British guitarist John McLaughlin will bring his latest — and last — U.S. tour, in which he is playing material by his ’70s and ’80s group, The Mahavishnu Orchestra, to NJPAC in Newark, Nov. 10.
“Yeah, it sounds a little strange, doesn’t it?” he says, with a laugh. “Well, No. 1, you can fight everything but you cannot fight old age— even though I still feel 29 inside.
“Second, only for America will I feature the Mahavishnu material. This is where it all started, so I feel it should end here as well. I’ve got Jimmy Herring opening up, who is a great musician and whom I discovered by watching performances of him doing my material, and I thought ‘Why didn’t I do it like that?’ ” He laughs again.
From his first album, Extrapolation(1969), to his most recent, Live at Ronnie Scott’s, and all of the glorious stops in between, this modest man has been one of the most revered and legendary guitarists of all time. He takes nothing for granted, appreciates the journey and is taken aback by the countless honors that have been bestowed upon him, including a Grammy and a spot on Rolling Stone magazine’s “100 Greatest Guitarists of All Time” list.
“I’m very humbled by all of these accolades,” he says. “I mean, incredibly humbled, but it’s all relative, really, because at 75 years of age I still learn something every day (laughs). Can I just tell you? I play my guitar every day and do so because I want to. Music is infinite. There is always something to learn or attempt, and I consider myself very lucky to have gotten the opportunity to become and be a musician as my life’s work.”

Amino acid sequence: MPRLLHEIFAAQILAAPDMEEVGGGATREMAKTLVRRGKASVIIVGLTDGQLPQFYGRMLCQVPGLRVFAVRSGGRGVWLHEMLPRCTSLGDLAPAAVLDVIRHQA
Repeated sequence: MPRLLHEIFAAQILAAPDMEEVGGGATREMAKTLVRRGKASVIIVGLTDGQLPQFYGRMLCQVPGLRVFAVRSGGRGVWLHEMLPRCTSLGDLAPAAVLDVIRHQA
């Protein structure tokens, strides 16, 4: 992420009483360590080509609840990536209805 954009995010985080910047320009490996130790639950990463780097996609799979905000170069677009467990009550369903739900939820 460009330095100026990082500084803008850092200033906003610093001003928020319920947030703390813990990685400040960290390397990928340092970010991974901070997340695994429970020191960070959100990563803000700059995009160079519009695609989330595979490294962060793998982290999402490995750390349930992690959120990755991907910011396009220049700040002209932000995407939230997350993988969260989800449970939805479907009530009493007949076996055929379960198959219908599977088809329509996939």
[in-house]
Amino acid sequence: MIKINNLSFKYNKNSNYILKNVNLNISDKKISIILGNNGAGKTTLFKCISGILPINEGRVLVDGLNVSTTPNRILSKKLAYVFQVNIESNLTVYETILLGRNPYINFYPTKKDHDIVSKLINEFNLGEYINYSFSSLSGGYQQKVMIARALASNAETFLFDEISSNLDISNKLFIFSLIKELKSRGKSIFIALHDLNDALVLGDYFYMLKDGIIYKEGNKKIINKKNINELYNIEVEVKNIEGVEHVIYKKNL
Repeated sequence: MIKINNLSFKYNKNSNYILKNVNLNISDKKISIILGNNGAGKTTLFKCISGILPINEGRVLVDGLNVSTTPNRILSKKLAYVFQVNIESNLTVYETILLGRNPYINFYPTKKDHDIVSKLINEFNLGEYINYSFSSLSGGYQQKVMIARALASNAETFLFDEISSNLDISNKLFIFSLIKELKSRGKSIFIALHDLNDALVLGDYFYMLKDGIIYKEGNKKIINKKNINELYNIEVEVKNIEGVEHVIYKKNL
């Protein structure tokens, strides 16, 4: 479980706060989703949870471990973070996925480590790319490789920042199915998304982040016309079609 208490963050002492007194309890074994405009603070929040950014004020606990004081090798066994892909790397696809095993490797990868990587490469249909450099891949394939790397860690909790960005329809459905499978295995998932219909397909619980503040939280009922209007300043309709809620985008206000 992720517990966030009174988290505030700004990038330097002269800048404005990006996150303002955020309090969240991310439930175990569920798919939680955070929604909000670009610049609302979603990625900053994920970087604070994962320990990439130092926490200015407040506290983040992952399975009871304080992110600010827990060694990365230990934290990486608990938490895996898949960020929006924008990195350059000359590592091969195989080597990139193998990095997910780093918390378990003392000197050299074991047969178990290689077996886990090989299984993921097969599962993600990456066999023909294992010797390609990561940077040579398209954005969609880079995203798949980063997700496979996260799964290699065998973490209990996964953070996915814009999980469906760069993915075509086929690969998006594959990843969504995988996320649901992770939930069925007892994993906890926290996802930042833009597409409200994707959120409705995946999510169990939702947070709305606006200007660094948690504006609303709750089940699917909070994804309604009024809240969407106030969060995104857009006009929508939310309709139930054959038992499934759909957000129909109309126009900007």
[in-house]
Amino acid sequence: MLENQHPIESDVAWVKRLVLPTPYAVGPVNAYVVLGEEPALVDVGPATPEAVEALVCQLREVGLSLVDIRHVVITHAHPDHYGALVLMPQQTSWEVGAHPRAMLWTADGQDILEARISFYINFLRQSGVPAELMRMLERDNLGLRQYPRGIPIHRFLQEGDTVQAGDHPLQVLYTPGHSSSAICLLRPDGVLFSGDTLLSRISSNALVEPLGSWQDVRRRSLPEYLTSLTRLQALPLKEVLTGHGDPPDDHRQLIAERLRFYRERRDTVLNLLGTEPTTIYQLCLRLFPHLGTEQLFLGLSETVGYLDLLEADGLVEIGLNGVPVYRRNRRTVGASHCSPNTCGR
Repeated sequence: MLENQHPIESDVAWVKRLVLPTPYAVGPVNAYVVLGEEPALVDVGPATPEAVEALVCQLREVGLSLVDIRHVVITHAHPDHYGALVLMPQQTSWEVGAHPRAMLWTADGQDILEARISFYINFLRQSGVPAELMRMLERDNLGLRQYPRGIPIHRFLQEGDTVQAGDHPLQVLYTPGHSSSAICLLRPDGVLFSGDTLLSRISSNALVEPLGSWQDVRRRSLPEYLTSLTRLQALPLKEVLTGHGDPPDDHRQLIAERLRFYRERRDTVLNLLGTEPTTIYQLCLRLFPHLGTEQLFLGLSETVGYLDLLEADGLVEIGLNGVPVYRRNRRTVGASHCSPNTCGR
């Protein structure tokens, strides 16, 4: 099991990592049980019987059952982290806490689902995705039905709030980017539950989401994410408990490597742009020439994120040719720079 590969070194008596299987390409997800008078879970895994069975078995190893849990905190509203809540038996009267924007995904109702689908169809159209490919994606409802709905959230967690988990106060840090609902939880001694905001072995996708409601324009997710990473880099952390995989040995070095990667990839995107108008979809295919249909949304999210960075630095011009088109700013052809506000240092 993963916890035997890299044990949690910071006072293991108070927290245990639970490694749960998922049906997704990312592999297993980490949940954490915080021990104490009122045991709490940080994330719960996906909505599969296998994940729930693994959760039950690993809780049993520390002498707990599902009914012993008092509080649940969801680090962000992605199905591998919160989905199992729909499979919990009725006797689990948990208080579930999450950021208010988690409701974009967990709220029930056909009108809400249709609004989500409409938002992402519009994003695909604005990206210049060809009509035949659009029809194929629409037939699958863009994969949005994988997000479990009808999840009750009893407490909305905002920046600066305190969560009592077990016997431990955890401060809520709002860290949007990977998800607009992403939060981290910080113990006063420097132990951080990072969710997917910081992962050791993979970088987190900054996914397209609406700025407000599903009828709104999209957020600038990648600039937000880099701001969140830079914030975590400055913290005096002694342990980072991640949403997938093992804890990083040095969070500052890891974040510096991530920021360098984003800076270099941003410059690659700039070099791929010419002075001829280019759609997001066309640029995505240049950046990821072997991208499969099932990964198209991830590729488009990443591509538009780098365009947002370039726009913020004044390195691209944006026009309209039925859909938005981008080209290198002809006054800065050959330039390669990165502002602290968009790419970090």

Over the years, he has performed with, taught or worked alongside some of the greatest guitarists and musicians of all time. His ability to cross genres and mix jazz with fusion, funk, progressive rock and more, accompanied by his undeniable talent, has made him a man in demand since he first burst upon the scene courtesy of a chance encounter with the incomparable Miles Davis.
“Miles Davis was my hero,” he said, as if in awe, much like people react when his name gets bandied about. “My most fantastic memory over the years has to be arriving in New York City in January of ’69 and Tony Williams was there and the next day I find myself in a recording studio with Miles Davis, and it was a radical, unexpected baptism by fire. He was my hero and I got to play along with him.
“I’ve worked with some very capable and talented people. I taught John Paul Jones (of Led Zeppelin) harmony; he and I were in a couple of soul bands together and yes, Jimmy Page and I know each other and I was a couple of years ahead of him so I would show him some things and teach him a little bit. I still speak to him and John; we all get on quite well.”
After making a splash with Davis, McLaughlin began branching out and experimenting. He took the jazz niche found with Miles and developed it into something unlike anyone had ever seen by incorporating various high quality players with diverse backgrounds into a unit that would take the U.S. by storm. The combination of violinist Jerry Goodman, keyboardist Jan Hammer, bassist Rick Laird and drummer Billy Cobham became the Mahavishnu Orchestra and their mix of electrified jazz, rock, progressive chord structures and Indian influences was new and exciting, and drew crowds in droves.